Archbishop Josiah’s closeness to the Muslim community in Nigeria, however, has inspired some controversy. Having established a Centre for Islamic Studies in Kaduna at the height of the religious riots in 2000, which resulted in the deaths of up to 5,000 Christians and Muslims over the introduction of Shariah Law, he was accused of having converted to Islam, and consequently denied a second term as Archbishop. He obviously refutes the allegations – of his faith he says “my trust, everything, is in Christ, and…I’ve never looked back” – and has instead committed to increasing understanding between different religious communities, particularly in his home country.
As the escalating Boko Haram crisis continues there, Archbishop Josiah is insistent that touting the conflict as having religious grounds is an unhelpful narrative, driven by a false understanding of the real issues. “First and foremost, my conviction has always been this and it hasn’t changed: most of these crises we ascribe to religious differences have very little to do with religion. Religion is a façade,” he says.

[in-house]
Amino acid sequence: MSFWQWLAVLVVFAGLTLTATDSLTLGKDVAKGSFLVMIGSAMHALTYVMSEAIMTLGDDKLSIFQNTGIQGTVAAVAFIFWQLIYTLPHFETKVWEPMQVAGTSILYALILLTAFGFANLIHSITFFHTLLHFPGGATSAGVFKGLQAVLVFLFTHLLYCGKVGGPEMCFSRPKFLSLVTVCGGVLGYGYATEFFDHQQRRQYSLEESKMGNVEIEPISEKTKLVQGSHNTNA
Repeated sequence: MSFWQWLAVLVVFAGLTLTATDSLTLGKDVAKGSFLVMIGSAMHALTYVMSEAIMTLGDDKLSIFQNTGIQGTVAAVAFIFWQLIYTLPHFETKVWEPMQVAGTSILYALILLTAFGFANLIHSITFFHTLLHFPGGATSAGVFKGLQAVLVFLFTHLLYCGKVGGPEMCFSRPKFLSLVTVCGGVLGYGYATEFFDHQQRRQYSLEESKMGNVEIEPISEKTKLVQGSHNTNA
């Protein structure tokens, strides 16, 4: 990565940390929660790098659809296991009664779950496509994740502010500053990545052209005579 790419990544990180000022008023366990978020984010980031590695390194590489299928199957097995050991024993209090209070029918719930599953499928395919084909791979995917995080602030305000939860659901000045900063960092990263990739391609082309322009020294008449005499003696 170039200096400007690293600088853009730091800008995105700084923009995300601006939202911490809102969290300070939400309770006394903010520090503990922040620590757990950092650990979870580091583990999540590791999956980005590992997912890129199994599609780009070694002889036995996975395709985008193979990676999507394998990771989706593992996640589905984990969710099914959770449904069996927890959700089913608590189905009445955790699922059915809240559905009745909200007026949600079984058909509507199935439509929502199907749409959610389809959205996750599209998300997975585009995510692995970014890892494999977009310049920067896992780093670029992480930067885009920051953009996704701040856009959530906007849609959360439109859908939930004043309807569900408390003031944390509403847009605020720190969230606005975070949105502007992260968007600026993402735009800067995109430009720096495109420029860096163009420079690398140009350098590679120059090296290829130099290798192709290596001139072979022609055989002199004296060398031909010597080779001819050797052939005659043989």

“You can see that in the extremist reactions today, whether it is ISIS or Boko Haram…religion is a façade. What these guys want is power. They know through a democratic process they will never ever get power, so [they] latch onto religion.” A better understanding of one another’s religion would help the drive for peace in Nigeria, and around the world, he says. It’s not about forgetting our differences and moving on, but about coming to understand them. “I think that’s what we need, not only in Nigeria, but in Africa.”
Here, he sounds even more like Justin Welby, whose determination to see the Church “disagree well” has become a hallmark of his term so far at Lambeth and, like Welby, Archbishop Josiah acknowledges the breadth of the Anglican Communion. “People need to know that we are not one Church,” he says. While the pope has ultimate authority over the whole Catholic Church, there is no equivalent in Anglicanism, allowing room for a difference of opinion. “Divisions there have always been, and there will always be…because when you practise a religion that has its texts, interpretations usually allow room for divisions,” he says.